With the exception of one wonderful supper Kim, the GM’s wife and Lapoloa’s Administrative Manager, cooked and delivered to us, we cooked for ourselves every night. We leaned on Pat’s culinary skills, toasting babuti in the camp’s stone pizza oven, held a traditional braai (anything grilled on a barbie is a braai), and drank copiously while embellishing life stories, before disappearing back into the bush, flashlights in hand to find our chalets in the dark. We woke every morning to glorious sunrises and the scampering of vervets demanding to be fed before taking off to see more of Lapolosa’s sights and game by baakie and on foot.

Enkosini Falls at Lapolosa
Lapolosa is full of springs and rivers and has wonderful year-round creeks and waterfalls all over the reserve. The grandest of these is Enkosini Falls at the southeast corner of the reserve. There the entire Waterfall River, which forms the two-kilometer Buffelkloofs Dam along part of the reserve’s southern border, plummets 15 meters, then 30 meters across a wide stone face into a beautiful swimming hole below. The locals consider it a holy place and trespass to hold baptisms there. I had previously hiked to see the falls and swim under them numerous times with visiting volunteers and really wanted the BOTL crew to see them. So, on the day before our departure, I took Karl, Sally, John, Pat and Mike on the arduous trek to Enkosini Falls.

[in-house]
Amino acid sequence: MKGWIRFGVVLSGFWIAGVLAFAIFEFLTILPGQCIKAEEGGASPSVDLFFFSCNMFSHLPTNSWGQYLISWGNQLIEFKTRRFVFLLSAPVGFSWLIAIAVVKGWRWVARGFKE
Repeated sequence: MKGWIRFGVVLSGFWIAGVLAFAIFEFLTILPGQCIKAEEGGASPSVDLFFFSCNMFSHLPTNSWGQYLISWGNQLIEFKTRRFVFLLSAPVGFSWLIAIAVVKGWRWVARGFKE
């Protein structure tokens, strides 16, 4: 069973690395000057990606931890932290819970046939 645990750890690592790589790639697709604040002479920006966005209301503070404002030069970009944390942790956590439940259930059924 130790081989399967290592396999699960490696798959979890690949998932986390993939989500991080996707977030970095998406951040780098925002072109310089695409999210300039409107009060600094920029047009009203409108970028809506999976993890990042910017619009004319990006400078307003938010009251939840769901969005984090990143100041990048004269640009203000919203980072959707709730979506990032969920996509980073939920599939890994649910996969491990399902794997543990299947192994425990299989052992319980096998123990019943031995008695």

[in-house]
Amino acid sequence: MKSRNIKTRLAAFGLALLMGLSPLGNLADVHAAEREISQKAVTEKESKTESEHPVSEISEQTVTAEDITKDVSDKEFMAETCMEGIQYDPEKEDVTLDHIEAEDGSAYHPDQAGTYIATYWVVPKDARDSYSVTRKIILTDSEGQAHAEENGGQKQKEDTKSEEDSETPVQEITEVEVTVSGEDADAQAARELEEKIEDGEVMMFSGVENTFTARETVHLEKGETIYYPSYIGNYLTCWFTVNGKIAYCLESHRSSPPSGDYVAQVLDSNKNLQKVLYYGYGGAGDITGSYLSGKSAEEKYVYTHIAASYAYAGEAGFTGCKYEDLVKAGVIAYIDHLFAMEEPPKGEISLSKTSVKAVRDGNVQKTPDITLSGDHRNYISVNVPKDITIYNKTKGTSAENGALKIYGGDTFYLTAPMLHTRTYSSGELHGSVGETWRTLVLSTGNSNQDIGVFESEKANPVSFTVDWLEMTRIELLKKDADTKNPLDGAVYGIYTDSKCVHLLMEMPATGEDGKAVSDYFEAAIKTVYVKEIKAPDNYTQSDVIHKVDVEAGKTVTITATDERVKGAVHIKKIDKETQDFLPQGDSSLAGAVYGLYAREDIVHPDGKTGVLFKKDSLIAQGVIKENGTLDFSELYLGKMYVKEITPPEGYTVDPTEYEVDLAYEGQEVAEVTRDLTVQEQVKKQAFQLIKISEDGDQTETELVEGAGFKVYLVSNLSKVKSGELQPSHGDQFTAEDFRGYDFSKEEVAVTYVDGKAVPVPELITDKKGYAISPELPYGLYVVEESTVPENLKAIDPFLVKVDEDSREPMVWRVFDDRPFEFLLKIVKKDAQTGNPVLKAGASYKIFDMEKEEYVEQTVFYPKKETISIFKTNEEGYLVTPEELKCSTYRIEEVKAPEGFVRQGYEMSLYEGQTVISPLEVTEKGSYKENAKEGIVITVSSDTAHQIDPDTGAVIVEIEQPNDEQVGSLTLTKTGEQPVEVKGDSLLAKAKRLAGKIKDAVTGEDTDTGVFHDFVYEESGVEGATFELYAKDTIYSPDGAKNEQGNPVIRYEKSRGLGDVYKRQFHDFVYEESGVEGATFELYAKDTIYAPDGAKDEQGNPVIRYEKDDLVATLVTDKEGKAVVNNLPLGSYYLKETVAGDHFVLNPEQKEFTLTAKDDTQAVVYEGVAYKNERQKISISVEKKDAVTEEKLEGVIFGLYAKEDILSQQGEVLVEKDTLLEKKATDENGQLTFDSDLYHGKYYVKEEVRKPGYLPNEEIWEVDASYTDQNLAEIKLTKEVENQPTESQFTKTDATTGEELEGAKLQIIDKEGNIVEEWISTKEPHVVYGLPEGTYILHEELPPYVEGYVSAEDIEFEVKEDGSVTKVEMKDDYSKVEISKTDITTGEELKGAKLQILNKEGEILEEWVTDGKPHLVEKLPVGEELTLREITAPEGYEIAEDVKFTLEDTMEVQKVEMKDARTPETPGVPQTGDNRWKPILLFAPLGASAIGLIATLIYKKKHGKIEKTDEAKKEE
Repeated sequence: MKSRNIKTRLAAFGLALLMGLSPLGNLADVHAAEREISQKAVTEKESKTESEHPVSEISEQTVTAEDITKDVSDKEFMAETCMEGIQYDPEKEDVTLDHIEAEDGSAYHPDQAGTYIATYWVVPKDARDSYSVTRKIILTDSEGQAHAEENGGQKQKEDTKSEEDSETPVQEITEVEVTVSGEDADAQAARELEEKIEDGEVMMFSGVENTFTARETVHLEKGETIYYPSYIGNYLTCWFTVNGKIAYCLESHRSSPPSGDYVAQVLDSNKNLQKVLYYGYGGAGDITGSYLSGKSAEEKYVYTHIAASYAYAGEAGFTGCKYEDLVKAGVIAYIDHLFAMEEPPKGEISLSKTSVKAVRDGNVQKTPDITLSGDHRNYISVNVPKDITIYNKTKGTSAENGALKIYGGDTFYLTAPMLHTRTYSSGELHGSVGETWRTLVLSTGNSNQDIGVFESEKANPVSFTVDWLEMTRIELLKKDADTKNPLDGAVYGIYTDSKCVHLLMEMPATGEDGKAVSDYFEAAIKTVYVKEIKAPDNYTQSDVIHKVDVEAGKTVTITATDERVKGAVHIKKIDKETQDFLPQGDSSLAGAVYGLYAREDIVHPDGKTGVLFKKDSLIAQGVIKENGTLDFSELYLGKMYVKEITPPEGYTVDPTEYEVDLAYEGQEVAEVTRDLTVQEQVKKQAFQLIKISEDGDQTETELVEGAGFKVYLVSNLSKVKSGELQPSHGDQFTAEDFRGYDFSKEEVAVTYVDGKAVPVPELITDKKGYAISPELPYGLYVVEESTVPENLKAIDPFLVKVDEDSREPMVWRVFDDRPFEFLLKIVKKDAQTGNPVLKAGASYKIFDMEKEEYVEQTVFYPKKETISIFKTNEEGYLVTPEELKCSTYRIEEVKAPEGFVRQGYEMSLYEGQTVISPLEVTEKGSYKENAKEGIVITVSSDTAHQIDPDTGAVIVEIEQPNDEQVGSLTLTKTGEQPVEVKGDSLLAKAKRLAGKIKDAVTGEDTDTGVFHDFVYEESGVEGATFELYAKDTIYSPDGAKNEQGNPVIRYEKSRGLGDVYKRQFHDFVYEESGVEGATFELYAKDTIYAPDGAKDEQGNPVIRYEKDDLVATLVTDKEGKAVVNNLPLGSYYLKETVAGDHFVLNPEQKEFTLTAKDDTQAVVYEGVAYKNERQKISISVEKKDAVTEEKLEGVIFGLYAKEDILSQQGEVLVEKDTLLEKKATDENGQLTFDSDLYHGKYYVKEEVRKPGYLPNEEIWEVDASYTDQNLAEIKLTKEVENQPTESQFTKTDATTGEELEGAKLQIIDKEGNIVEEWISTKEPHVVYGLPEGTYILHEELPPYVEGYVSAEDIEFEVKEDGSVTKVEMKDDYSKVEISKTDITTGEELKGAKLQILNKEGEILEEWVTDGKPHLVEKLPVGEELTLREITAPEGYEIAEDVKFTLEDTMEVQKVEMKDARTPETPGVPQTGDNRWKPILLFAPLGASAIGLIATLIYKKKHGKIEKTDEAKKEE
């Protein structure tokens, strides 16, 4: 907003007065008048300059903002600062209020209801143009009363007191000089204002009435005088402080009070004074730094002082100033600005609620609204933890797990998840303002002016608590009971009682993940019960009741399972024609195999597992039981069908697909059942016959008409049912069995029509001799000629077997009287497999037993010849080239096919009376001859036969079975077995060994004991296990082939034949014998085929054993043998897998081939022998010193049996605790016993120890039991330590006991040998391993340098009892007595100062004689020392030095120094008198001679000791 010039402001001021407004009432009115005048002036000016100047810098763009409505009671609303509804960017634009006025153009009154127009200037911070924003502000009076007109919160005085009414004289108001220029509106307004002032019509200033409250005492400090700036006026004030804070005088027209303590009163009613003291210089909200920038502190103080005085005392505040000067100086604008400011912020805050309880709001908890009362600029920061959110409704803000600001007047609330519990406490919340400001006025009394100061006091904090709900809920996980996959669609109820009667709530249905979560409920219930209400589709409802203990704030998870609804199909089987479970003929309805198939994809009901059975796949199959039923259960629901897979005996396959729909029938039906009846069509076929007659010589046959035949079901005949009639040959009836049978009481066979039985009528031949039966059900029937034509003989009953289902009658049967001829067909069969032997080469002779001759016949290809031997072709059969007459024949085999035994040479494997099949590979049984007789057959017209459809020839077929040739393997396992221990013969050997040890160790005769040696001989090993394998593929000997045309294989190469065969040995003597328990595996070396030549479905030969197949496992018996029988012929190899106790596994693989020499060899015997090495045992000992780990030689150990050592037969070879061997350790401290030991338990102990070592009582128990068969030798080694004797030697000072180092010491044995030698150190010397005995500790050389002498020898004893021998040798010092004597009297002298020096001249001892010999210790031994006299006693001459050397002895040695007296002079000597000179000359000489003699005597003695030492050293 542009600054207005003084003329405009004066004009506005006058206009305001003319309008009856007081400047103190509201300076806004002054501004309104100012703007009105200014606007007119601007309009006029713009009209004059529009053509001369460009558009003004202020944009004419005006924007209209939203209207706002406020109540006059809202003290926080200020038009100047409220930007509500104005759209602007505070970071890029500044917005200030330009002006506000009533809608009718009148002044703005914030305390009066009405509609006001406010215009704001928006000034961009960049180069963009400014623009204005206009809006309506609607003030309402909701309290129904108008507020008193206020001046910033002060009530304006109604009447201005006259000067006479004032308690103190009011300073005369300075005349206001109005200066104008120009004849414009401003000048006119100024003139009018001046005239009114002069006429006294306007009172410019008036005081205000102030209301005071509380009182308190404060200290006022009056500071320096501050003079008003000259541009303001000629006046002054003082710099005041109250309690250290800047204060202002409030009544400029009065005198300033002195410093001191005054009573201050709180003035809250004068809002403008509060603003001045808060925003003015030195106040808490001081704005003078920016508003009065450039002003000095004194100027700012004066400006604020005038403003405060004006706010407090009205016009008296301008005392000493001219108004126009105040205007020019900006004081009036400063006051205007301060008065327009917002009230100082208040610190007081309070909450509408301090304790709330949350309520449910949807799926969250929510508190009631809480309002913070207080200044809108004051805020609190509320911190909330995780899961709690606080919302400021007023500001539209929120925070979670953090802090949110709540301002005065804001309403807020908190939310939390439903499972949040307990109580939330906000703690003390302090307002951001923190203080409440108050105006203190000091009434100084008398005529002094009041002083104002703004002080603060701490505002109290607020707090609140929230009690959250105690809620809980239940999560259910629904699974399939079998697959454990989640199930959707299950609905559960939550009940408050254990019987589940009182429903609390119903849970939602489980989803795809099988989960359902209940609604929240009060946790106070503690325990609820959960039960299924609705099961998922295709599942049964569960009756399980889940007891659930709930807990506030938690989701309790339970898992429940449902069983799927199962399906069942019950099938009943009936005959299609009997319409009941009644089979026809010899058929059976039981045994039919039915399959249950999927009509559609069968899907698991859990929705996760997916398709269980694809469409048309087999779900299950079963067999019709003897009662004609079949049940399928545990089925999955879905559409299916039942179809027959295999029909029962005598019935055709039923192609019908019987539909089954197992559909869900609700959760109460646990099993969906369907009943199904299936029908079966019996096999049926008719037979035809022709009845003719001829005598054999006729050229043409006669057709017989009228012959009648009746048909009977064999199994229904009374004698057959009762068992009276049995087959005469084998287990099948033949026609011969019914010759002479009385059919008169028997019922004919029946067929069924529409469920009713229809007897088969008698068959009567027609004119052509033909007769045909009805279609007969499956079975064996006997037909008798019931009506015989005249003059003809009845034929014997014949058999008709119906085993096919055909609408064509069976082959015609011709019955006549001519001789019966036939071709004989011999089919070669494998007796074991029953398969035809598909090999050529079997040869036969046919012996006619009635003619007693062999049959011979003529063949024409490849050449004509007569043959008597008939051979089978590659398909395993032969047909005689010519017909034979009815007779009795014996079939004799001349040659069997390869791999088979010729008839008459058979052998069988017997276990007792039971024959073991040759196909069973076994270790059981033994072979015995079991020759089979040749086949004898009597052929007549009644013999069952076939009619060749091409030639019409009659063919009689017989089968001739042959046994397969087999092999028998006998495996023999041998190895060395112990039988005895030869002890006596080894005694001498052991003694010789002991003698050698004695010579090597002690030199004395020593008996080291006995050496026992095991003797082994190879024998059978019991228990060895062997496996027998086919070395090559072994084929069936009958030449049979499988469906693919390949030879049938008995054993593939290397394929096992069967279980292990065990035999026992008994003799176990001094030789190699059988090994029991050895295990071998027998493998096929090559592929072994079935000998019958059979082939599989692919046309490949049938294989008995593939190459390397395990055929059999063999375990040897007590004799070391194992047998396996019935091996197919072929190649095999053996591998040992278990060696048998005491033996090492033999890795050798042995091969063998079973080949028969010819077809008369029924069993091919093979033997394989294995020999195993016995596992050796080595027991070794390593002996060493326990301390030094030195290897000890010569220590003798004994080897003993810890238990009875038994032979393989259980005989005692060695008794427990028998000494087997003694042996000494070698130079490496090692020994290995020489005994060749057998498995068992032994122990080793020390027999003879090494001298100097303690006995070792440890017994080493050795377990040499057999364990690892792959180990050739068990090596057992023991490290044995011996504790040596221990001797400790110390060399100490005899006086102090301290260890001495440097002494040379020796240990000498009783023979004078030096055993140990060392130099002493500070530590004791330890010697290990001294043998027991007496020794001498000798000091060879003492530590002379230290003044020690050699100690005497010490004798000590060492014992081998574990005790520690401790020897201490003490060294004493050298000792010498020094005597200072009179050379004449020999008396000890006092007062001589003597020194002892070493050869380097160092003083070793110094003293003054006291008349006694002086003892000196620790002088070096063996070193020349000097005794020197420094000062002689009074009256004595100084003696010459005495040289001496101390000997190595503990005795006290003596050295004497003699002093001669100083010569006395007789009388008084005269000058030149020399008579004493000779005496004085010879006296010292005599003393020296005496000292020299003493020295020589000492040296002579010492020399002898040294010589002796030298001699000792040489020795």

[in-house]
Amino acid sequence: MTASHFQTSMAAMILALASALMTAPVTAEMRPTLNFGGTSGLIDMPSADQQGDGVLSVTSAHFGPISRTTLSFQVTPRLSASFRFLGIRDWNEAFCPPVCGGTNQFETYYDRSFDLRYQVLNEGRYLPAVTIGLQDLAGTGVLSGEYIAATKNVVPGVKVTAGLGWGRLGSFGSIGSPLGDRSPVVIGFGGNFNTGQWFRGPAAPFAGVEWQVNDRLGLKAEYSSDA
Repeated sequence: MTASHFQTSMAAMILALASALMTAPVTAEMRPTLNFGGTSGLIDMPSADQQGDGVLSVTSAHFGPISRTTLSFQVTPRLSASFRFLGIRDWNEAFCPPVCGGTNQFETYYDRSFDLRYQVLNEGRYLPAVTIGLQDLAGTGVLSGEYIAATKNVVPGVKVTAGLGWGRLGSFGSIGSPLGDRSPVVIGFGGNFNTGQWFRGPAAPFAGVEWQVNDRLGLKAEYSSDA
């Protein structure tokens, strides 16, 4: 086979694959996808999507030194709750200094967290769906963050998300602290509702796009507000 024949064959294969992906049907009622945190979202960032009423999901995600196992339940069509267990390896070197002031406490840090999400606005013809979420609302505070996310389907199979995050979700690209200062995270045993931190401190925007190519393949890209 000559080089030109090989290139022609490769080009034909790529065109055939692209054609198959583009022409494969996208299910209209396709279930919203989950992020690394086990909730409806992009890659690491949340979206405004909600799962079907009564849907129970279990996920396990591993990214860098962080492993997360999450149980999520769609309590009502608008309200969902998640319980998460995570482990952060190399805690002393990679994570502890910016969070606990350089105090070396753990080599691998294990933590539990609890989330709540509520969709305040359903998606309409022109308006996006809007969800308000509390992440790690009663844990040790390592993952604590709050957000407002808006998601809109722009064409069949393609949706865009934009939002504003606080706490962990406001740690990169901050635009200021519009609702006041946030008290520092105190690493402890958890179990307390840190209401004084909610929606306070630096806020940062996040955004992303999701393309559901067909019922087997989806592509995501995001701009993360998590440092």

The hike to the falls is several miles long and across what I had to admit John accurately described as “a world class rock collection.” One must ford the Waterfall River at some point to get to the falls, and the hike back is just as rugged. As we got to the steepest section, a descent to the Waterfall River, the potential for a turned ankle and the prospect of having to carry a classmate (or wife) back out penetrated my thick skull. This was not a group of teenagers or twenty-somethings who could carry me out if I needed help. Later Karl described the trek as a “bonding experience” while John just shook his head. Mike and I agreed that the trek was at the limit of what many who have arrived at our stage of life should attempt.